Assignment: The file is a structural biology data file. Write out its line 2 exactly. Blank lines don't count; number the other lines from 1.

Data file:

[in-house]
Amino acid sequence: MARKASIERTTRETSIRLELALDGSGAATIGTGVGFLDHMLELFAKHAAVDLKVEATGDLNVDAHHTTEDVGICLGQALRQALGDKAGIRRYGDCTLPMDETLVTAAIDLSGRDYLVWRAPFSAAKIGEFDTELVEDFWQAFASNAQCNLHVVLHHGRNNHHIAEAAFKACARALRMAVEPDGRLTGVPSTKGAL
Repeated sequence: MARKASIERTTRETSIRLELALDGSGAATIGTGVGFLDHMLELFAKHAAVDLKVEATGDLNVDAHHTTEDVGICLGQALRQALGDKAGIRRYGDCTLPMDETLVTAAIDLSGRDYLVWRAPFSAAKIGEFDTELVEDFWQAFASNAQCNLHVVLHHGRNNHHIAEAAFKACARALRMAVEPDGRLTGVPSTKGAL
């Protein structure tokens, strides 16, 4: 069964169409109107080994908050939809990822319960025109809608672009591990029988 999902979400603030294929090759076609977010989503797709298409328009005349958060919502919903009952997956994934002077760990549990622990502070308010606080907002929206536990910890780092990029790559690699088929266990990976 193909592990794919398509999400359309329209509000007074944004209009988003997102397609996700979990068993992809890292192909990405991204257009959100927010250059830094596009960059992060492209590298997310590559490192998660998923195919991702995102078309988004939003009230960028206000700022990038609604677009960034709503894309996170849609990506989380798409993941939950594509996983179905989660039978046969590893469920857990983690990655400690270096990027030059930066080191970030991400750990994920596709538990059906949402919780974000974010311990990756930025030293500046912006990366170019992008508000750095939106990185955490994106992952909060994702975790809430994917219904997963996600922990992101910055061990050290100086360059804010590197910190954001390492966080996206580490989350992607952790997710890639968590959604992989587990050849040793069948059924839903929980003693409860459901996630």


Amino acid sequence: MARKASIERTTRETSIRLELALDGSGAATIGTGVGFLDHMLELFAKHAAVDLKVEATGDLNVDAHHTTEDVGICLGQALRQALGDKAGIRRYGDCTLPMDETLVTAAIDLSGRDYLVWRAPFSAAKIGEFDTELVEDFWQAFASNAQCNLHVVLHHGRNNHHIAEAAFKACARALRMAVEPDGRLTGVPSTKGAL